Laura stood at the kitchen sink washing the dishes from the children’s dinner. She and Hog (as all his close friends and associates called him, including his wife) would have their own meal when he got home later, probably after the children were in bed. They always liked to have some time together late in the evening; that was Laura’s favorite part of the day, especially during the week when he worked late with Foil and Arms. She knew he had some kind of office job that his friend Arms had secured for him, but she didn’t quite know what he did. Life had always been like that with Hog, stable and secure, but a little vague on the details. She felt a man deserved his privacy in life, and she never had any need to ask questions, or at least felt that she did not need to.
And now as she looked out the kitchen window and thought about the day’s little events, for some reason her mind wandered back to her wedding day. “What made her think of that day?” she wondered to herself, as she dried the last plate and put it away. She hadn’t thought about that day in years, what with the new house and the children coming so quickly, life seemed to move forward in leaps and bounds and her days were filled with the joys of motherhood and being a good wife to her devoted husband.
But now she let her mind wander to that beautiful day, and she remembered how she had stood outside the church after the ceremony feeling radiant in her mother’s cream wedding dress, altered to fit her perfectly. She held a bouquet of pink roses, gifted to her by her father for the occasion. She had chosen daisies, but he had insisted on the best for his only daughter. Oh, she was so in love and happy. She had just married the man whom she cared for and loved more than anyone in the world and she was waiting to take pictures, but Hog was nowhere to be seen. Standing at the sink, it was suddenly like she was back there on the day, thinking to herself once more, “where was her man?”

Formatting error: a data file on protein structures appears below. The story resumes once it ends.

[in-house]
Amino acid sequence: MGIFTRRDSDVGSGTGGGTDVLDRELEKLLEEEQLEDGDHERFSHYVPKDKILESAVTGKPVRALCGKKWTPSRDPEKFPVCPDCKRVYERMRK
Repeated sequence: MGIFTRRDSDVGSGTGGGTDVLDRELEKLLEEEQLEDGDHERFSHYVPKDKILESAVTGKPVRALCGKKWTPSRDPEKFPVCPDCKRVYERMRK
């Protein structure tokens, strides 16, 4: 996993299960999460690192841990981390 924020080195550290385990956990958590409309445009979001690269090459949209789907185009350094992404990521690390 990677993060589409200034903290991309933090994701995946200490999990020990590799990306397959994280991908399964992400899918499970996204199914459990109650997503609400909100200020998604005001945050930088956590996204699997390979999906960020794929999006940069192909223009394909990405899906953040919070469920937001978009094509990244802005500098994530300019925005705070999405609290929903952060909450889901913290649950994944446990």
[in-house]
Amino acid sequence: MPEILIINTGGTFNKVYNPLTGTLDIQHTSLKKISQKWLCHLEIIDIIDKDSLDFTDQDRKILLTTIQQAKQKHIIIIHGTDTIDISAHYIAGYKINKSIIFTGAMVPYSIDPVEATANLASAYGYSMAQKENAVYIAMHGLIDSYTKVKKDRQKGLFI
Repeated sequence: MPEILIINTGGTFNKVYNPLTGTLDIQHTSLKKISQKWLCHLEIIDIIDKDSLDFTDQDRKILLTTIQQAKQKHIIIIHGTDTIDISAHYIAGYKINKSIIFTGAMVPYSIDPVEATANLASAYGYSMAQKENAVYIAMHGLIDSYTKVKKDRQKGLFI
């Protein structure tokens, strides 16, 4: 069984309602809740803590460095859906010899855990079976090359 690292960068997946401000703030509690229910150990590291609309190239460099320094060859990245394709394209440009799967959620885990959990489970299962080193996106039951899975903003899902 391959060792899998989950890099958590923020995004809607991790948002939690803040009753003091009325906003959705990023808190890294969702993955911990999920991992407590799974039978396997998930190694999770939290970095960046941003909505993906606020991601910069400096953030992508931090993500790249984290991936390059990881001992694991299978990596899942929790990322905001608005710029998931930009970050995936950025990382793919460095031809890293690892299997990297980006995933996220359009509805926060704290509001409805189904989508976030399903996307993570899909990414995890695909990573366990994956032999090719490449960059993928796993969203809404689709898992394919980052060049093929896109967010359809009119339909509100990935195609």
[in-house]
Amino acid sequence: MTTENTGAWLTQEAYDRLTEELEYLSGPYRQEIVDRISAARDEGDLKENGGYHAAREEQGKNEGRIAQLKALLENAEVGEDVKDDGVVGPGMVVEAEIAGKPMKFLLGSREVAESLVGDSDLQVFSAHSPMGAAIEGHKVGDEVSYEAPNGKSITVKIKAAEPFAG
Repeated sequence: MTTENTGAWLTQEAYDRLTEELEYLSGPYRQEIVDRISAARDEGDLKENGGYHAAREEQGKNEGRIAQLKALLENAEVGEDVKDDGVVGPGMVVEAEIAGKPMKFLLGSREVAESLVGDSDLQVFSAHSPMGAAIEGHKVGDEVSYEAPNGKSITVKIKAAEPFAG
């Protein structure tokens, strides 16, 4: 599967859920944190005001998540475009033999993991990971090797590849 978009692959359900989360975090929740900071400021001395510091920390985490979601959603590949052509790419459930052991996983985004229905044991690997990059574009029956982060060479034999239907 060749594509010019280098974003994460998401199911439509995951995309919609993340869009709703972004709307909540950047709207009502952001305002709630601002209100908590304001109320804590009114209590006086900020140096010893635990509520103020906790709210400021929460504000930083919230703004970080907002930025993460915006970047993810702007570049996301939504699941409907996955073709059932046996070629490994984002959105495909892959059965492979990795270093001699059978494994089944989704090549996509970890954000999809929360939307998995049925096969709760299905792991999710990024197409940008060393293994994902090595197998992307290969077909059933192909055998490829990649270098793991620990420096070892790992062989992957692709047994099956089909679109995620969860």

She remembered looking up at the sky, and feeling the warm sunshine on her face on that February day in Los Angeles in 1949. Her family was gathering around her for pictures, but she couldn’t find Hog and she had been a little bothered. He was just next to her moments before, and now she couldn’t see him anywhere. She looked around and had begun to ask her mother where he was when he appeared right by her side and took her arm to take the first pictures. He looked quite flushed, like he had been running and one of the top buttons on his jacket was missing. Memories play tricks on us, but she knew she had wondered to herself, “What had he been up to” but then in the rush of the pictures and the car arriving to sweep them away on their honeymoon she had not thought about that moment again.
It was an amazing whirlwind of a week in Las Vegas, and when they returned, they moved into a tiny apartment, where they would live until Hog put the down payment on their first new home together. Laura only remembered to ask him about where he had been in that moment before the pictures when she was unpacking from their trip and she found the suit with the missing button. “Where had he been?” she asked him, but he had just shrugged it off and said he had been talking to an old friend. He didn’t say who or give her any more information. It wasn’t like he pretended it didn’t happen at all, he just seemed evasive about the entire matter. But the moment of his absence still puzzled her. There was the missing button and she remembered that not only did he look like he was flushed from running, but memories reminded her that she smelled a little bit of gasoline in his clothes later. She didn’t think he had been gone very long; she remembered coming out of the church with him, and being propelled along by all her happy relatives, her mother and father wanting to see her right away and Hog’s sisters, Jane and Violet were so happy for her. People crowded around her to admire the beautiful wedding ring he had given her, his own mother’s, sized down to fit her hand. She loved it because he loved it, and it did sparkle in the LA sunshine that day.